At Topaz Avenue I turned up the hill to get a closer view if the Sikh Temple, so conspicuous an object of the Summit. The flight of stairs looked very steep from where I stood, but the general impression I got was that the temple is well looked after and evidently an object of pride to the worshippers. Then I worked my way to the top of Seaview Avenue, where I looked out on the Olympics; and very, very far off they seemed, almost lost in the haze. From vantage points like this the cities outline is much changed from its older one of thirty or forty years ago. Old buildings, some of them of some architectural value have gone and new ones have come. On the whole the sky-scraper type looks rather better, I think, at a distance than near at hand. Sometimes, especially at eventide, one of them looks like an old and roofless border-keep against the sky. Still, however, the mountains and the sea dominate the Victoria scene, and they- let us be thankful for it- are, relatively to us, unchangeable.
Through Haultain Flats
When I came down by Cook Street to Hillside Avenue and turned my face up the hill I was greatly astonished at the height to which the oaks have grown on the south side of the street where the bank rises to the ridge on which the Protestant Orphanage stands. Ordinarily I would not have noticed it, but two young women in their bright summer dresses were walking in the shade and immediately I saw with their heights as a standard how tall the trees are. It seems only the other day they were merely so much oak scrub. It is but a short piece of street, but beauty is not to be judged in terms of size.
From Hillside I went over the hill and down into the area through which Haultain Street runs and which I may therefore pardonably call Haultain Flats. At this season so much of the green of Spring and early Summer is gone and so few wild flowers entrust themselves to the dry warmth that it seems unlikely that the plant-lover can find much of interest on his walks and least of all within the city’s bounds. Yet here in these flats I noticed one or two things of more than passing interest. The blocks that are practically houseless are not unoccupied. As you look over them you notice if you have an eye for color that these open fields are more than a dull stretch of tawny yellow. Here grow great masses of the Canada thistle and this weed, so hated by the farmer, possesses a very soft and pleasing lilac in its innumerable small flower heads. Then there are masses of wild carrot with heads of tiny white flowers and they are in full bloom. The ripened seed vessels of the sorrel rise in narrow pyramids of red and gold above their neighbors, breaking the general level. The dark purplish brown areas are made up of the ripe seed pods of the common hedge mustard, close pressed one against the other against and around the tall stems. Nearer at hand the soft brown heads of the wild salsify give an interesting foreground touch, each head with the parachute apparatus of the seeds so arranged in relation to each other that they form a cell-like patter like a great honeycomb. In some of the damper places that pleasing native plant the sneezeweed, or Helenium, was opening its bright yellow flower heads. Altogether a charming study for an artist.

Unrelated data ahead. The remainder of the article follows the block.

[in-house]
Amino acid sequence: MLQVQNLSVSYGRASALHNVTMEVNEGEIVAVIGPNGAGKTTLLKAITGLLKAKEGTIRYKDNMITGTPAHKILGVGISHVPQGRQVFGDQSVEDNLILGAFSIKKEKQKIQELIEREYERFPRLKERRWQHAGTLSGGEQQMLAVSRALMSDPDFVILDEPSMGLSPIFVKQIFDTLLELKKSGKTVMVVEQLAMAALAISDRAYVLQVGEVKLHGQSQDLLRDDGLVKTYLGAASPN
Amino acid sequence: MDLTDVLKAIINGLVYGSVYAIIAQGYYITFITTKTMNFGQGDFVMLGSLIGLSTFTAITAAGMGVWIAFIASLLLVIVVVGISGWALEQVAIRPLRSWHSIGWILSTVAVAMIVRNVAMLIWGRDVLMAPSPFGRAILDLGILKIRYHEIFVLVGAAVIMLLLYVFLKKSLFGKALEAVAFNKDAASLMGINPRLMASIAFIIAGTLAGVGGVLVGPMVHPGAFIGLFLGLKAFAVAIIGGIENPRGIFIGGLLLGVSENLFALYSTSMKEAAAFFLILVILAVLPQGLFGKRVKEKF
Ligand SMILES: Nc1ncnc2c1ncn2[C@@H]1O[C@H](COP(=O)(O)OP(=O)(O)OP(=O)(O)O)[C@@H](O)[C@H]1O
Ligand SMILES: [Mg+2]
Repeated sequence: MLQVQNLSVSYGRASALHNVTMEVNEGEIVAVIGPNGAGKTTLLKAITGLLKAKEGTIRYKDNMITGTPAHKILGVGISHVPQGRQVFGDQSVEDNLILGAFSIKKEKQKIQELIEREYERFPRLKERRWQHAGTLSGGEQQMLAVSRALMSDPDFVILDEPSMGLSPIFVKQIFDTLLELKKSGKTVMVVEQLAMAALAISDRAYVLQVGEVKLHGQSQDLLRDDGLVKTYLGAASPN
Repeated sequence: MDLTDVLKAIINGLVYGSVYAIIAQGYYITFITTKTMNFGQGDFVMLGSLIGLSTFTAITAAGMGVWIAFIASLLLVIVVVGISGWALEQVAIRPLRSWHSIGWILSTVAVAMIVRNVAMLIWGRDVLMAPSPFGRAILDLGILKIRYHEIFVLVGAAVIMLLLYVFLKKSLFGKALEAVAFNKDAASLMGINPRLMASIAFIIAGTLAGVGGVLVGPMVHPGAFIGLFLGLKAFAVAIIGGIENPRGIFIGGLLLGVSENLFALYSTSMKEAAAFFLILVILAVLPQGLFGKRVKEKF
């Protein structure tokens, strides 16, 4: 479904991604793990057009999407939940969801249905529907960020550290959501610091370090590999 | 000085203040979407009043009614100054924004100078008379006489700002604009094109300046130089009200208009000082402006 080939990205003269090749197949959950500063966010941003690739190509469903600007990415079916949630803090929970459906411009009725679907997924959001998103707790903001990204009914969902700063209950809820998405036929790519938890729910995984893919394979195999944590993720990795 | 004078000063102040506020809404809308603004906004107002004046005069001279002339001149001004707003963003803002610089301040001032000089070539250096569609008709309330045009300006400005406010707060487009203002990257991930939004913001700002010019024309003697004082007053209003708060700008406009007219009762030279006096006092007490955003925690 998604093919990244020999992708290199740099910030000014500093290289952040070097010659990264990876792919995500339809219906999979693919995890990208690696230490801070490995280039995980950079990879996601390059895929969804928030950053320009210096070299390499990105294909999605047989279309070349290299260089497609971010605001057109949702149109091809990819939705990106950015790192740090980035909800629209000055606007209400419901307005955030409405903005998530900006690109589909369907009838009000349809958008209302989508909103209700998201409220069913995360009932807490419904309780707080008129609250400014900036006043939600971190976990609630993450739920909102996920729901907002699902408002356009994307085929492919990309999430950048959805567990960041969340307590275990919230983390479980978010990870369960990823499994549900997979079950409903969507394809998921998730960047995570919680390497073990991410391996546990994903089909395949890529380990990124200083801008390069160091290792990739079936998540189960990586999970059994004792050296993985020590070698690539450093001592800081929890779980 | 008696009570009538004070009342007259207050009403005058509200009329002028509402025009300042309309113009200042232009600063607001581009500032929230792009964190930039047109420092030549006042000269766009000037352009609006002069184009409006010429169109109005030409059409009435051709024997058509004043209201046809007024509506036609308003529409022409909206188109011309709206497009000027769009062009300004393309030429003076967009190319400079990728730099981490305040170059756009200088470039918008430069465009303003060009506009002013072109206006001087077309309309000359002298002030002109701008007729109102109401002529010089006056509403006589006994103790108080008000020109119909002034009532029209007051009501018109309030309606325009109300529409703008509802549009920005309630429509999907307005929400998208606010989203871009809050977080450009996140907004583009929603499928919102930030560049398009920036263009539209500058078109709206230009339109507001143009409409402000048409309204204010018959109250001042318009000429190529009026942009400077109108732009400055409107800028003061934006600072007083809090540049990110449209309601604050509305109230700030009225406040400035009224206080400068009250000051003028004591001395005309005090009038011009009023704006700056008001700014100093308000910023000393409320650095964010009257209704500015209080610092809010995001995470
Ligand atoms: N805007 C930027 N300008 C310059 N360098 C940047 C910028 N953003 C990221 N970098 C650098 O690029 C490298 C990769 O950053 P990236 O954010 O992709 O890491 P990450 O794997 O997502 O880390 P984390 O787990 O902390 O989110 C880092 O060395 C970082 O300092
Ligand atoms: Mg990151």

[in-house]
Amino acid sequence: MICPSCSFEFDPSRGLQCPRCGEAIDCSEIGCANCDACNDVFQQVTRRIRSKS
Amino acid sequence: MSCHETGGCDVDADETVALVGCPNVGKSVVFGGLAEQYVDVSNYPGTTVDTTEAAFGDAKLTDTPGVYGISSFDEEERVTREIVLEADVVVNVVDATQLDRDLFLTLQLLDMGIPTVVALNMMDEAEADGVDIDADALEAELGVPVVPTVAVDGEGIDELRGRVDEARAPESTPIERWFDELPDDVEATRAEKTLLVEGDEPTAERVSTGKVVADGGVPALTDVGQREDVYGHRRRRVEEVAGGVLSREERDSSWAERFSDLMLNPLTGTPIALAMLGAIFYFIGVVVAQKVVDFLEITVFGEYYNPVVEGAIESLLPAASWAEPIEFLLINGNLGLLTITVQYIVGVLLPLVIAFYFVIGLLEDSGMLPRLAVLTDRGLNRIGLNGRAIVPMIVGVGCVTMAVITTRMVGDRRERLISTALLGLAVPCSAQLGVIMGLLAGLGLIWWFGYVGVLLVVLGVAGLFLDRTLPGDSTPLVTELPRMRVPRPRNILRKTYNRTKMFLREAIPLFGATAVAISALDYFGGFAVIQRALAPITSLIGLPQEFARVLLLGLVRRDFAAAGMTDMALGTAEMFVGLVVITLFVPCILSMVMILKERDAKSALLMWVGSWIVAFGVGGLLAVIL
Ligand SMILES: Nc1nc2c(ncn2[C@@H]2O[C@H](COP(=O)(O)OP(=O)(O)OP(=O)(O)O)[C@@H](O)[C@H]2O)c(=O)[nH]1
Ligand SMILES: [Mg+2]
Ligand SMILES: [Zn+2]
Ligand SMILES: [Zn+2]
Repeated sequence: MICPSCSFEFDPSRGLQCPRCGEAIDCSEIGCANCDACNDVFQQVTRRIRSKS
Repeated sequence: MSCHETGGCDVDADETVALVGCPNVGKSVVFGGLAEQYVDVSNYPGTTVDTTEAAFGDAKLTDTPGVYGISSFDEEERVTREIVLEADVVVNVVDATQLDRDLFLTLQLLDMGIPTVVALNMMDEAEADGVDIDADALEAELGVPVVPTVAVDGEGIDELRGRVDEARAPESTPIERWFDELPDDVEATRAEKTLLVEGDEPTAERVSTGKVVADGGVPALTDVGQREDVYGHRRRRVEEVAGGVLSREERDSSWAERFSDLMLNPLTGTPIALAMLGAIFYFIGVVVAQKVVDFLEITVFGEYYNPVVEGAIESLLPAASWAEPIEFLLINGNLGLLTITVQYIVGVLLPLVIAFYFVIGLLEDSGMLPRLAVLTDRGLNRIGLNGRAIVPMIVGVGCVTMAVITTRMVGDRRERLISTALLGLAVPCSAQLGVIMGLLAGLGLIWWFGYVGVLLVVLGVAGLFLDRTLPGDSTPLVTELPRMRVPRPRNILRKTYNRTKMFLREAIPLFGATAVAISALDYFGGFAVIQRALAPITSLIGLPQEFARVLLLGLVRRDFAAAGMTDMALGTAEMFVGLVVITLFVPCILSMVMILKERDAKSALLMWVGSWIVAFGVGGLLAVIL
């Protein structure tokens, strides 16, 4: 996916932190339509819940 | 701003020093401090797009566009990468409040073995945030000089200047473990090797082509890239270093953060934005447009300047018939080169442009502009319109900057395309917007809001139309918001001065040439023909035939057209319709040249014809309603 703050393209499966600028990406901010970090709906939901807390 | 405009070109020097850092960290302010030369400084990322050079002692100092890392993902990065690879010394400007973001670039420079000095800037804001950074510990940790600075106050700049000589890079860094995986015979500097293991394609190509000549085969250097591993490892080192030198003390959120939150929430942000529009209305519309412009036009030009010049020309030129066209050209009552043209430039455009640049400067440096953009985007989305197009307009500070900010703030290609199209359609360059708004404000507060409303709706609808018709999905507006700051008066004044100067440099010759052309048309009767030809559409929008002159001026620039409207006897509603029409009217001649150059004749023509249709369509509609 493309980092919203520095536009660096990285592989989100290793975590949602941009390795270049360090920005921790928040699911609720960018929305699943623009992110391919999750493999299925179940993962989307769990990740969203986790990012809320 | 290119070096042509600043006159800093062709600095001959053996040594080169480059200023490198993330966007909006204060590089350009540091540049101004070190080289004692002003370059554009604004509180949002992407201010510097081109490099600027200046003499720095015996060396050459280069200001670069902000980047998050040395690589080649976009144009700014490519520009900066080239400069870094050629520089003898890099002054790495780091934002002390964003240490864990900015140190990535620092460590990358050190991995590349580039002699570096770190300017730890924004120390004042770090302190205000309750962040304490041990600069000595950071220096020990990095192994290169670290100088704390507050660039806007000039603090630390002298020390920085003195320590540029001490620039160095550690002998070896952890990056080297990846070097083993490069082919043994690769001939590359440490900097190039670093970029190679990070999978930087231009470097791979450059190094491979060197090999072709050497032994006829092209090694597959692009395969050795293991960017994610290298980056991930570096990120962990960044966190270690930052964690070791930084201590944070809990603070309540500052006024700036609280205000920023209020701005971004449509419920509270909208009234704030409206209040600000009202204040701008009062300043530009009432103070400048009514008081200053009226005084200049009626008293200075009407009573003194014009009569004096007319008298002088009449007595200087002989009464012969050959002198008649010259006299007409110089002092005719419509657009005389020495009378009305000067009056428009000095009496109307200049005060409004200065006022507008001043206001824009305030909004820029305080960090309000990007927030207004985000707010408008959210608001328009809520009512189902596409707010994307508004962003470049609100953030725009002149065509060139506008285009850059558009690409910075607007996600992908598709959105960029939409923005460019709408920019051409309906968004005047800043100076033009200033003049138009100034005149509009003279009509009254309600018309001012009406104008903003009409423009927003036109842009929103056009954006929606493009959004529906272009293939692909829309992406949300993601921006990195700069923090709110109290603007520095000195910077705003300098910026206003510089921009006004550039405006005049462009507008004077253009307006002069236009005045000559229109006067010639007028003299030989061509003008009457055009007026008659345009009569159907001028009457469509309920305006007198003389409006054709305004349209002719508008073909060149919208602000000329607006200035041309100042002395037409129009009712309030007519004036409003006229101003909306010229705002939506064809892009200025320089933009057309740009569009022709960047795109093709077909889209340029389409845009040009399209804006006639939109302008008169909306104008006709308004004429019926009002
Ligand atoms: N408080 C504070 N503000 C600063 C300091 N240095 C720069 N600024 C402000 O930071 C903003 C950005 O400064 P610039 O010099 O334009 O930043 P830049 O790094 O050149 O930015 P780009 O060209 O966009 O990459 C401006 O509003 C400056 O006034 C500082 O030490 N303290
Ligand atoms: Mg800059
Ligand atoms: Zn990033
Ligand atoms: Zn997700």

Along Richmond Avenue, just north of the hospital, one of the knapweeds like the one I saw last summer on Snell’s Road, Goldstream, has spread over a large piece of ground on the west side, and in spite of the dustiness of the stems so near a much travelled road the many roundish purple-mauve flower heads with delicate but large rays and central florets white and conspicuous not only attract the interested but also make it very pleasant to look upon.
So ends a city ramble and some glimpses of the countryside in part of suburbia.